I’d like to make a few short comments about recent topics regarding ADHD. Now, this is a very large subject. A full discussion of ADHD is way beyond the scope of my short blog posts. Let’s just examine some new data.
First there has been noted a significant correlation between diagnosis of ADHD at younger age. In a given grade cohort, statistically, younger children tend to be diagnosed as ADHD more frequently. So this begs the question with a given child–is it a learning disorder or just immaturity? Another important observation is the association of anxiety and ADHD–we note that some children diagnosed ADHD are actually suffering from anxiety and still others have elements of both. And the treatment approach for each of these differs. So my point is (as usual) that every troubled, ill mannered, or immature little chooch in class is not necessarily an immediate candidate for medication. I always try and take the long view in these situations and consider all of the many possibilities before turning to medication.
Another important consideration that we are beginning to see is the relationship between physical activity and academic achievement for children with ADHD. Actually, according to the Institute of Medicine, this is true for children generally. And this doesn’t even get into the issue of obesity and general conditioning. Nevertheless, the trend f0r school funding of physical education is down, not up. Similarly for art and music classes. Now, a recent Harvard study has debunked some of the claims about art/music study and improved basic skills. But that same study went out of its way to emphasize that it was not advocating any specific cuts in non-core curriculum areas but quite the opposite: it was their opinion generally that art/music study itself brought real value to students and the greater society. Without it, as Glenn Holland–the reluctant but beloved music teacher played by Richard Dreyfus in 1995’s “Mr. Holland’s Opus” said, “pretty soon there won’t be anything for these kids to read and write about.”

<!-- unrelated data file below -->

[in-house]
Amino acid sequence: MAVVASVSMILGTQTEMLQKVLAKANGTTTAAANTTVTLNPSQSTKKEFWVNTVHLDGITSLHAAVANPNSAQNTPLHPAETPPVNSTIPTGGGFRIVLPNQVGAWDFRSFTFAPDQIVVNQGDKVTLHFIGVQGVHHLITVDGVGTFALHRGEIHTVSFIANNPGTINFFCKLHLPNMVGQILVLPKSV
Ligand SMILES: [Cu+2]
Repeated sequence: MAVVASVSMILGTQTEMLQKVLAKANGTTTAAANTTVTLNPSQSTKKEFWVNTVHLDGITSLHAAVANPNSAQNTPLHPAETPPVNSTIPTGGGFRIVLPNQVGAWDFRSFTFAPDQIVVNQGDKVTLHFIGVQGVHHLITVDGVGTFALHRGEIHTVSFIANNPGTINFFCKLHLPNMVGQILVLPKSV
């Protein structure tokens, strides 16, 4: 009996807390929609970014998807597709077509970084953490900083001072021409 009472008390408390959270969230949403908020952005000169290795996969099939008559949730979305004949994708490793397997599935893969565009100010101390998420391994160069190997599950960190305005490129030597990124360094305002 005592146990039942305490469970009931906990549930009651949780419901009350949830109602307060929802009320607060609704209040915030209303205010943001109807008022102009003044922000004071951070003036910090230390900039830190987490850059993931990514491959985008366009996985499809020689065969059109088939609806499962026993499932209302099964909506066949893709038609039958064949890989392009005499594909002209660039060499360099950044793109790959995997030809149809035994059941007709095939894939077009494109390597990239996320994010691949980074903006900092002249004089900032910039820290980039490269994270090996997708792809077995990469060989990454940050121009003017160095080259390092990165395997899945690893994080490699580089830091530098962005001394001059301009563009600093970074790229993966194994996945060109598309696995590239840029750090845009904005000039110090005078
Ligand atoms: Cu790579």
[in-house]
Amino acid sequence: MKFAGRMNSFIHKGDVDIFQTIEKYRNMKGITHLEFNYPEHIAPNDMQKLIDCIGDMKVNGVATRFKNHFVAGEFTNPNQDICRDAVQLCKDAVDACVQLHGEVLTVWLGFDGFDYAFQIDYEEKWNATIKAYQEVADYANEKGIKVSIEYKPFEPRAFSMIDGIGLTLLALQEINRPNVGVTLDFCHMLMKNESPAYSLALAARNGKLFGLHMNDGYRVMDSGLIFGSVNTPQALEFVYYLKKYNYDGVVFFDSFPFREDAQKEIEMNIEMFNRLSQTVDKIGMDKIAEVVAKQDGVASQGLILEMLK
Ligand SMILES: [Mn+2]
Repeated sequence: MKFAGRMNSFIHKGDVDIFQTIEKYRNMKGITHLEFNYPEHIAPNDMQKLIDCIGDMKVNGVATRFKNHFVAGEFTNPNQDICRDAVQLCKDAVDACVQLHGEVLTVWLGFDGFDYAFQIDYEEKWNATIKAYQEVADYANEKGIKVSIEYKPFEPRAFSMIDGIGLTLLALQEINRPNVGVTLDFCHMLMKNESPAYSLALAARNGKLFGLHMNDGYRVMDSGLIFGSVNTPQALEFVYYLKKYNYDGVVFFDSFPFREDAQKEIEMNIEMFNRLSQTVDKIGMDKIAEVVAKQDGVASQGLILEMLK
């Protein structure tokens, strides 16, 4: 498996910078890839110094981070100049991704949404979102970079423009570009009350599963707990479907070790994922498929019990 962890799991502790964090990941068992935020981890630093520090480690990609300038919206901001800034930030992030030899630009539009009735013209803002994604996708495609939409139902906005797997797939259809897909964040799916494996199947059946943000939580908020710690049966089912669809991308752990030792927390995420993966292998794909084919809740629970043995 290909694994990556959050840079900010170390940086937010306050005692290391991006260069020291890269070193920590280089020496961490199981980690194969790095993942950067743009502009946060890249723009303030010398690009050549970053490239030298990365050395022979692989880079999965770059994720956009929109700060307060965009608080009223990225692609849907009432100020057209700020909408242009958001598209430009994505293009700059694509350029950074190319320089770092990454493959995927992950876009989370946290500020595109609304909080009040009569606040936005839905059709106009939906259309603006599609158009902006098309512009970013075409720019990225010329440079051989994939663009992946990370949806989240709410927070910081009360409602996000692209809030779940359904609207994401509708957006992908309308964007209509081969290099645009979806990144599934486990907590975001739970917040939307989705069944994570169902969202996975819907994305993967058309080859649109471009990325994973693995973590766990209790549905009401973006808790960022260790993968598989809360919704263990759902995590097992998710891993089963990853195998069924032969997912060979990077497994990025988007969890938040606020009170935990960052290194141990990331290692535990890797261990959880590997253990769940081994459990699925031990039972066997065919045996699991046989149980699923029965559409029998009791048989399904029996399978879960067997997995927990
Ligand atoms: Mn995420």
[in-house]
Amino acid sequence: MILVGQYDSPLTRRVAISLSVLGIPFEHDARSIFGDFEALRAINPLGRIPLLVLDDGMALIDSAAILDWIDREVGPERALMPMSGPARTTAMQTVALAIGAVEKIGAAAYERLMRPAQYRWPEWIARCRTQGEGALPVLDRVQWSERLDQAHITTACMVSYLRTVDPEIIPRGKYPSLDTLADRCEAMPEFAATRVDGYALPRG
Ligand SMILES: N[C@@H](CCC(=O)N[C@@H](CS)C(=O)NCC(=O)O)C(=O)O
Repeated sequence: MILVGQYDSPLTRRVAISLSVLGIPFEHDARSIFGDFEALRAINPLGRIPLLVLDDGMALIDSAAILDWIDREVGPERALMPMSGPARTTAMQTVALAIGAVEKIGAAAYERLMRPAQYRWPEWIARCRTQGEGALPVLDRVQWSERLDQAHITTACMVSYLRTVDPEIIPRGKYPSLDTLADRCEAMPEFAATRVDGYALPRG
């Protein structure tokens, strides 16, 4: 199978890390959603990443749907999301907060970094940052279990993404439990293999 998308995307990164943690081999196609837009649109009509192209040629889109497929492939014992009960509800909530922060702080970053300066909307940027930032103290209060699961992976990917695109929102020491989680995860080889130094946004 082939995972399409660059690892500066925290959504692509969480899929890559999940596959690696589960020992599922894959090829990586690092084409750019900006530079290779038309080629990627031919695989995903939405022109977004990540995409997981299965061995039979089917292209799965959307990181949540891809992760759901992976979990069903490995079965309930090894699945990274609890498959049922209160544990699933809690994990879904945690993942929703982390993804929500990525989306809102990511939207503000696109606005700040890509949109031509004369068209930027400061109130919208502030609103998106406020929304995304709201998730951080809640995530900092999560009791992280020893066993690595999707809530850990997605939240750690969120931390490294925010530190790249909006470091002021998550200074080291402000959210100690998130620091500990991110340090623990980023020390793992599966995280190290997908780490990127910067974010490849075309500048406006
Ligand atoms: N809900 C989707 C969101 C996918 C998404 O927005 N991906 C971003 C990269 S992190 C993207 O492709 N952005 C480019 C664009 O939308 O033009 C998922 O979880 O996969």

Keeping these courses available to help kids with ADHD, and students generally, to succeed is so important and it is certainly not free. Therefore it falls onto us citizens to commit to the program and that means we have to pay for it. As a pediatrician, a child advocate, I say a broad based education for every child is our first duty as a society. I think about that every time I hear politicians arguing about “bloated education budgets.” Lean and efficient–yes. But let’s not throw the baby out with the bath water. I encourage you all to keep it in mind as well.
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